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Spina Bifida

Pressure sores

Many people with Spina Bifida will, at some point, develop a pressure sore. This is usually no one's fault and there are many things that can be done to prevent them. However, it is important to understand what causes them in order to be able to prevent them.

Poor circulation below the waist means that the cells do not receive adequate supplies of oxygen and nutrients to keep them healthy. Nor do they get rid of all their waste products. A system of the body, called the lymphatic system, works together with the circulation to remove fluid and waste products. This also does not work as efficiently as it should in people with Spina Bifida, so there can be a build-up of fluid in the legs. This is called oedema. All these things together mean that pressure sores can develop very rapidly and heal very slowly. Neurological (nerve) problems associated with Spina Bifida and the resulting loss of feeling means that little or no discomfort is felt and therefore there is no trigger telling you to move and reduce the pressure on a particular part of the body. Incontinence will cause the skin to become even more prone to damage as both urine and faeces contain substances that break down the skin and cause it to become infected.

Prevention (reducing the risk)

· Change your position every 20 minutes. Lift your bottom off the chair and change the position of your legs. This allows the blood to flow normally for a few seconds (that is all it needs!). If it is too difficult to lift your bottom, try to change position; leaning forwards or to one side first and then the other.

· Regular inspection of the skin. Ideally the whole body should be inspected night and morning for signs of any redness or changes in the skin. If you find a red patch and it disappears quickly after you have eased the pressure in that area, there is no cause for alarm. But if the red colour remains, this could be the first sign of a sore developing. A close eye should be kept on this area and no further pressure should be put on it. A long-handled mirror is very useful for inspecting the back and bottom!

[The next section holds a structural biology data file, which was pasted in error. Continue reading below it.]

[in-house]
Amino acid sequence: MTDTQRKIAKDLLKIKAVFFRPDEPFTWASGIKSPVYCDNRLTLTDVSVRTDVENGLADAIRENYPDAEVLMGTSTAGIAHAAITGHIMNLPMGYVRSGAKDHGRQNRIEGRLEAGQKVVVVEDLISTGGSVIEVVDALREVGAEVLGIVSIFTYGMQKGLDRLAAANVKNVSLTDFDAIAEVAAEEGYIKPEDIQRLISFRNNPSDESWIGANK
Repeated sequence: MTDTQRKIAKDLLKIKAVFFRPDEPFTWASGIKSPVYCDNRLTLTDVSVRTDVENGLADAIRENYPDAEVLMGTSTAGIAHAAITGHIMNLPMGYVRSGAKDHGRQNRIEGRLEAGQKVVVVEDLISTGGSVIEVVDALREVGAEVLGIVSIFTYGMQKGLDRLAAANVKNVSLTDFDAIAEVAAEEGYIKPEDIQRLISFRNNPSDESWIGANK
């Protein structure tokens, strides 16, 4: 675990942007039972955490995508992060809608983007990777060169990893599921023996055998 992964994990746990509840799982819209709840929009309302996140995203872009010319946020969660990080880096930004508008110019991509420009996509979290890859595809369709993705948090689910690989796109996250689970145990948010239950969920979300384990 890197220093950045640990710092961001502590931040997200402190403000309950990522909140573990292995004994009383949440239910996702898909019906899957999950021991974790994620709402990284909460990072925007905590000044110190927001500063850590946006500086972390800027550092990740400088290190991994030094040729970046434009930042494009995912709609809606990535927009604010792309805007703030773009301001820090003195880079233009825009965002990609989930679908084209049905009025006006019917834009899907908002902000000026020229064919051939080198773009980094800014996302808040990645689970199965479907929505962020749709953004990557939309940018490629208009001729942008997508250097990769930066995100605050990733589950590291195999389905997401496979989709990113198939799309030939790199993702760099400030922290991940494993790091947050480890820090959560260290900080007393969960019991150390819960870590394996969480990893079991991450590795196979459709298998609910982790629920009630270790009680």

· Diet.  A good balanced diet is essential for both the prevention and healing of pressure sores. An adequate intake of fluids helps to keep the skin supple and hydrated. Complex carbohydrates (bread, rice, pasta) will keep the muscles healthy. Iron-rich food, such as spinach, will help the blood carry the oxygen around the body to the cells. Vitamin C and zinc (a mineral) both help wound healing, as does an adequate supply of proteins (found in meat, fish and dairy products).

· Wear suitable clothing. Avoid clothes that are too tight or have hard seams, zips or buttons that might cause pressure. Good fitting shoes, with the feet put in properly, are essential. Take care when transferring from your wheelchair not to knock or drag the body. Barrier creams, such as Sudocrem, Conotrane or Zinc and Castor Oil Cream, can be useful protection for the skin against incontinence, but the most important protection is to clean up and change as soon as an 'accident' has happened.

Hospital admissions
If you have to go to hospital and will be spending more time than usual in bed, ring the ward and tell them before you go that you will need a pressure-relieving mattress. Operating theatres also need to be aware of your needs before you have an operation. A visit before admission will be useful to you and to the staff. If you have to visit the Accident & Emergency Department, do remind them as soon as possible of your high risk of developing sores. The staff should then make sure that you are not left on a hand trolley or in a wheelchair without help to move around every 20 minutes or so.

If a sore develops, it should be assessed as soon as possible by a specialist nurse or doctor who will 'grade' it and start the most appropriate treatment. There are many different products available for treating pressure sores and it would be impossible to list them all here. However, this is a rough guide:

  • If the skin is red, but not broken, a second 'skin' may be used, such as Op Site or Tegaderm, to help prevent any further breakdown. If the skin is broken, but not infected or bleeding, something such as Comfeel, Granuflex or Allevyn would be applied. These dressings should not (bold) be changed every day unless they have become detached.
  • For deep sores a gel, such as Intrasite or Granugel, may be used. These are very good for the sore, but can ooze so the top dressing may need changing every day (sometimes twice a day). These gels can also be used for infected wounds. These are just some examples of the many products on the market and when they might be used. It is not meant to be a definitive guide and we do not endorse the use of any of the named products or any not listed.
  • The best treatment of all is relief of pressure from the affected area. Special cushions and mattresses are available and the community team (occupational therapist or nurse) is responsible for assessing and arranging provision of these. If there are recurrent sores, it may be that a further assessment of pressure relief aids, including e.g. equipment - such as wheelchair and lifestyle - needs to be made.

Pressure sore prevention 

  1. Lift your bottom from your chair every 20 minutes.
  2. Change the position of your legs at the same time.
  3. Check your skin all over your body at least once a day (twice is better).
  4. If you are wet or soiled, the quicker you clean up and change, the better. 
  5. Take care when transferring from your wheelchair.
  6. Eat a healthy balanced diet including a variety of fruit and vegetables, and drink plenty of clear fluids.

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